Matchstick crafts

Updated April 17, 2017

Matchsticks were originally invented by the Egyptians in 3500BC. The sticks evolved over the years to the standard wooden stick and combustible sulphur mixture we use today. Since matchsticks are akin to very small boards, they are perfect for use in construction crafts for people of all ages. People all around the globe use matchstick crafts to express themselves creatively.


Some individuals make a living by producing matchstick crafts of professional quality. Many original matchstick works of art are created via the personal inspiration of the artist. Others are commissioned matchstick recreations of actual objects that consumers wish to purchase for display in their homes or to give as gifts. These items are recreated using photographs that show a particular object from many different angles.


The matchstick cross is a popular craft for both children and adults during the holiday season. Most people ignite and snuff out each individual match before putting this craft project together. A cardboard base is used, and matches are glued directly to the cardboard itself in the shape of a cross. Adult cross matchstick crafts generally include more matches and significantly more intricate match patterns than the children's version of the same craft.

For Children

Numerous crafts for children centre on the use of matchsticks. Placemats, napkin rings and Christmas trees are just a few examples of common matchstick crafts for children. Matchstick picture frames are one of the most popular and easy craft projects for children. Simply cut off the ends of burnt matchsticks and use craft glue to attach the sticks to an existing frame in an interesting geometric pattern. Once the matchsticks have dried, you can paint the sticks with acrylic paint for additional flair. (See Resources for instructions on a second matchstick craft for kids.)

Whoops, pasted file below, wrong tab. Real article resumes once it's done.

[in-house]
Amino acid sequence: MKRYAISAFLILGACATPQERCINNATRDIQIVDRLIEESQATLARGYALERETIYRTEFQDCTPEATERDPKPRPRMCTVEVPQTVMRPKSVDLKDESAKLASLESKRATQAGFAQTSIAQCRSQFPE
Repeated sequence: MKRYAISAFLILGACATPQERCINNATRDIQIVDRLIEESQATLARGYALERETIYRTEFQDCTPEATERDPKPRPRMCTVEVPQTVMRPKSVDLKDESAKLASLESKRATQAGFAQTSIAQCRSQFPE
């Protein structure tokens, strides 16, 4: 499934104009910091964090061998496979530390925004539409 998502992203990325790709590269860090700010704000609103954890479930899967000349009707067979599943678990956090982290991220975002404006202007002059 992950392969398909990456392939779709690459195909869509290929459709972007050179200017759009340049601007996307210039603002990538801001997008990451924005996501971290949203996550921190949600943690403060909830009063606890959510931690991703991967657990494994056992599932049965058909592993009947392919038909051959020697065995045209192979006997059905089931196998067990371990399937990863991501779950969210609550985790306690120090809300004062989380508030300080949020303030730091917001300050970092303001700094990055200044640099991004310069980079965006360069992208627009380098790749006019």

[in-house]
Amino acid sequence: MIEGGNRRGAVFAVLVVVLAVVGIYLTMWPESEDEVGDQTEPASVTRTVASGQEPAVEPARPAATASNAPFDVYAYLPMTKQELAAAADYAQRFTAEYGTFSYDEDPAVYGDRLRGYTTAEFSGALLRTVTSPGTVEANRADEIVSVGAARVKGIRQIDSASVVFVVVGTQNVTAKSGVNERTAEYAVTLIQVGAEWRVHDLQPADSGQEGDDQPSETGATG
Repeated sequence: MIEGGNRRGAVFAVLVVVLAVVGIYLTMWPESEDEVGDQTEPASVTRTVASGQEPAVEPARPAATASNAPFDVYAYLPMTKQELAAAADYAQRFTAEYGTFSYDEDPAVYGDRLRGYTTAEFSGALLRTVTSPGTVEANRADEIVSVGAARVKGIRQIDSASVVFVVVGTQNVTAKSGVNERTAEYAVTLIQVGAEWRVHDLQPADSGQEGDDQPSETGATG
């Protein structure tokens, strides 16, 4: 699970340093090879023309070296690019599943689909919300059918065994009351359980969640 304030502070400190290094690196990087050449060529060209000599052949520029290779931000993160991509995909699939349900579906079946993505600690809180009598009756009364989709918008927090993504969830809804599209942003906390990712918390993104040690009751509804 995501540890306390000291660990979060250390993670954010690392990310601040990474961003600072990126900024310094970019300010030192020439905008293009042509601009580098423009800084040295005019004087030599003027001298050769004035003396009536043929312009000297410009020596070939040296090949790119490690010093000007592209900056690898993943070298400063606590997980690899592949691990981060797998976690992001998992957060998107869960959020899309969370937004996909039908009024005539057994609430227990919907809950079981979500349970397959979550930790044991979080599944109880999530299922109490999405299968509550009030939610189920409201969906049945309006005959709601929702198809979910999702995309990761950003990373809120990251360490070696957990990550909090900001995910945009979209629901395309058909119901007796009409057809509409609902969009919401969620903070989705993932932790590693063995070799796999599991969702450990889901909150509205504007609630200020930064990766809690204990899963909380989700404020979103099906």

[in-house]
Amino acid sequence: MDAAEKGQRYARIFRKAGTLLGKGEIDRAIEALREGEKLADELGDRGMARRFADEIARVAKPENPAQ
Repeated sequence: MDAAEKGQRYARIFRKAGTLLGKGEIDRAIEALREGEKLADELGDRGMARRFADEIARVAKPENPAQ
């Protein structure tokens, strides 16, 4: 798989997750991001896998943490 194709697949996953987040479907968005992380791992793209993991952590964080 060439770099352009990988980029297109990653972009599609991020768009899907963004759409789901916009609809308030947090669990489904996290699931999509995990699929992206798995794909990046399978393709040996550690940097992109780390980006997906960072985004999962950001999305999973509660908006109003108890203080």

For Teens and Adults

Matchstick modelling kits are available for teens and adults who wish to express themselves through a hands-on hobby. Using wood glue and tweezers, individuals construct matchstick models by following the instructions included in the kits. Model projects range in difficulty from easy to extremely difficult. Some common construction options include model boats, buildings and farm equipment.

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About the Author

Sarah Morgan has been a copywriter since 2008 and has written hundreds of articles for various websites and blogs, including work for the Couple's Institute and Caney Technology. Morgan has a degree in practical ministry from FIRE school of ministry in Charlotte, NC.